She's All Grown Up: Lumina, Hugh, Kate, and your child end up being this at one point or another.
Sibling Yin-Yang: Vesta's light-haired, brash, friendly, huge, and strong. Her brother is dark-haired, grumpy, shy, and shrimpy.
Scary Black Man: Subverted with Cody, who certainly looks the part but is actually just introverted and quiet.
Unkempt Beauty: In the first AWL game Nami has neat smooth hair, but in AnWL, her hairstyle is shaggier and messier. She keeps the latter style in every other game she appears in.
Her hair style has changed frequently. It was at most shaggiest in Magical Melody but was combed down a bit for the Wii Ware title.
Updated Re-release: Another Wonderful Life may just be a distaff counterpart, but it also added a lot of other new content to the game. Minigames to train your dog, the ability to change your outfit, a mirror by your bed, added difficulty in getting fodder, and making the special tools have different effects while farming. Some of these additions were included in the PS2 special edition, but not all of them.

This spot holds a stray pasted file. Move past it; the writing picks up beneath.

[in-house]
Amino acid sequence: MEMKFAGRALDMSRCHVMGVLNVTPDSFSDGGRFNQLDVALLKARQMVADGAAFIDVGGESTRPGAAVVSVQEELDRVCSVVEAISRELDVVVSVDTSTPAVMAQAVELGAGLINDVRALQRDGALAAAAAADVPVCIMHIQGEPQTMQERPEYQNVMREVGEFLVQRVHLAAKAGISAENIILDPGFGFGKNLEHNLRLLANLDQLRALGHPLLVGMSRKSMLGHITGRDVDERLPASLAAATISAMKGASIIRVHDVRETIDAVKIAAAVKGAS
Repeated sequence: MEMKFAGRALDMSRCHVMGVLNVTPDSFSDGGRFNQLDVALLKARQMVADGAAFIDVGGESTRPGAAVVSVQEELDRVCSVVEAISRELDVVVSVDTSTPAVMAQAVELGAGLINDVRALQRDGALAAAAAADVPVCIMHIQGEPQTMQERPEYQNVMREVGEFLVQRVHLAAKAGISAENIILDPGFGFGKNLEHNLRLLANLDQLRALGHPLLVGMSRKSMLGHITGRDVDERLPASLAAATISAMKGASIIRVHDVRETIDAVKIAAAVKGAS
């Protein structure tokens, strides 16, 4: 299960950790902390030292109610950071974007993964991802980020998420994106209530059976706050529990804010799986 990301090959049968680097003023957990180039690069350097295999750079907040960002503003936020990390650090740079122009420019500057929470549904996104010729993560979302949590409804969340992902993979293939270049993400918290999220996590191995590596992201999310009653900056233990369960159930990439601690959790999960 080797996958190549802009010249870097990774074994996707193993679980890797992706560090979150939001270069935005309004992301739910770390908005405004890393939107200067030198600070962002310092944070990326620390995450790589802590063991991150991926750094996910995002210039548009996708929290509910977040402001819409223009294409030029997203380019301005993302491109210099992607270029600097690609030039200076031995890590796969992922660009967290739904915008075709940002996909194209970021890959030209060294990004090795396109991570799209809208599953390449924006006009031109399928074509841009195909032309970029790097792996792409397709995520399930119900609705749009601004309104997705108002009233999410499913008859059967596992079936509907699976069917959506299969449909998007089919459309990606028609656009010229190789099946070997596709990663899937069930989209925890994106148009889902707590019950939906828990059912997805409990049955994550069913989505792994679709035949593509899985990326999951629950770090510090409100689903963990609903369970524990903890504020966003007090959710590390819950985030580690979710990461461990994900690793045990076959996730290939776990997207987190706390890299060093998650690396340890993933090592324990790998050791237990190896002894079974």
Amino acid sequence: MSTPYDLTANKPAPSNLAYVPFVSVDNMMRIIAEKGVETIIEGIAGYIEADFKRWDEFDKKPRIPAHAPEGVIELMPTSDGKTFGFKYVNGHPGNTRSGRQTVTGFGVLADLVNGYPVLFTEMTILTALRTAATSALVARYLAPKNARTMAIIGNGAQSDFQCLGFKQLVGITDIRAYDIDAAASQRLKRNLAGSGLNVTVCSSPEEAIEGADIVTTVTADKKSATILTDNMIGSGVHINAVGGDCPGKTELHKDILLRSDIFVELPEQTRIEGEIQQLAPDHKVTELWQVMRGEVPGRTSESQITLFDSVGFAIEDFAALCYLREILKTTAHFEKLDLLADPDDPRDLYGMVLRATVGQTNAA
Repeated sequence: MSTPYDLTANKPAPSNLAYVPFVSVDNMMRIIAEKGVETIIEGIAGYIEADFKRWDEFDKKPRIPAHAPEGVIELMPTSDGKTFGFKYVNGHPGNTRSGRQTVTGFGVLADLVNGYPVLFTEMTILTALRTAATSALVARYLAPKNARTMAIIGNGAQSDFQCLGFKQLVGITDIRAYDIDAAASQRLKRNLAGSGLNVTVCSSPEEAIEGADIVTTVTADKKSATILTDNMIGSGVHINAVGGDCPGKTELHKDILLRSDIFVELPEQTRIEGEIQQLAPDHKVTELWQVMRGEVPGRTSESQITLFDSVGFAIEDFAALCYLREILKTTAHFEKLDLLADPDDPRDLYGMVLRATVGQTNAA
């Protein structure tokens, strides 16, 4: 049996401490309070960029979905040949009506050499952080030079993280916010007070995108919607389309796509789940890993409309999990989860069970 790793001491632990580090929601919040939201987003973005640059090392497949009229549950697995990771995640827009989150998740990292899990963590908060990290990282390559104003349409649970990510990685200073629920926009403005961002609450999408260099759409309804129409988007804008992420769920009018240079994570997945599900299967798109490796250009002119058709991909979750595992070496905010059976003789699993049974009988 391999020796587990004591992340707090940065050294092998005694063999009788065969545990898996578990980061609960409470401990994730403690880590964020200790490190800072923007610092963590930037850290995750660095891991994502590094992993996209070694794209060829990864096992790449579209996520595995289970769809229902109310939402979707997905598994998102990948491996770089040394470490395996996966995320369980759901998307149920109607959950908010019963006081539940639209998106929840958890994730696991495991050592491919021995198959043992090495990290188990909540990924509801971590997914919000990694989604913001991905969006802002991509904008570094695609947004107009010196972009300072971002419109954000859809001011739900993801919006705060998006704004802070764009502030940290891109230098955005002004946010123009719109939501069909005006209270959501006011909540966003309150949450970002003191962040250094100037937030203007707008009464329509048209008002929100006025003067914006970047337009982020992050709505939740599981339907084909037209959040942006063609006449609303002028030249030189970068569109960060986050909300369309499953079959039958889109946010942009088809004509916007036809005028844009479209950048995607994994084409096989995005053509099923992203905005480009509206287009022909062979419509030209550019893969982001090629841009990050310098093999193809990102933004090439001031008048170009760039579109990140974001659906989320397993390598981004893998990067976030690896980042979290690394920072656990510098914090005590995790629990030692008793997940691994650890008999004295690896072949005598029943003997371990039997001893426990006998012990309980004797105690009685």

Urban Legend of Zelda: There were tons of rumors spread about the game. Like there being a way to unlock the mysterious abandoned shack, or how to get into Romana's shed, or getting every single tablet in the game will give you the chihuahua found next to the dig site. All of these rumors were completely false.
Besides the chihuahua, there are several other animals roaming around, including a raccoon on Vesta's farm, a bandaged lizard in the forest, and a large turtle by the pond. None of those can actually be acquired, but try telling that to the countless people who insist you can.
Video Game Cruelty Potential: You can see all of a girl's heart events and then marry someone else. Be prepared for said girl to hate you forever. Especially Celia; if you do this to her, she and her family will never forgive you.
You don't have to feed your cat, dog, or horse. You can just let them starve and leave them in the rain.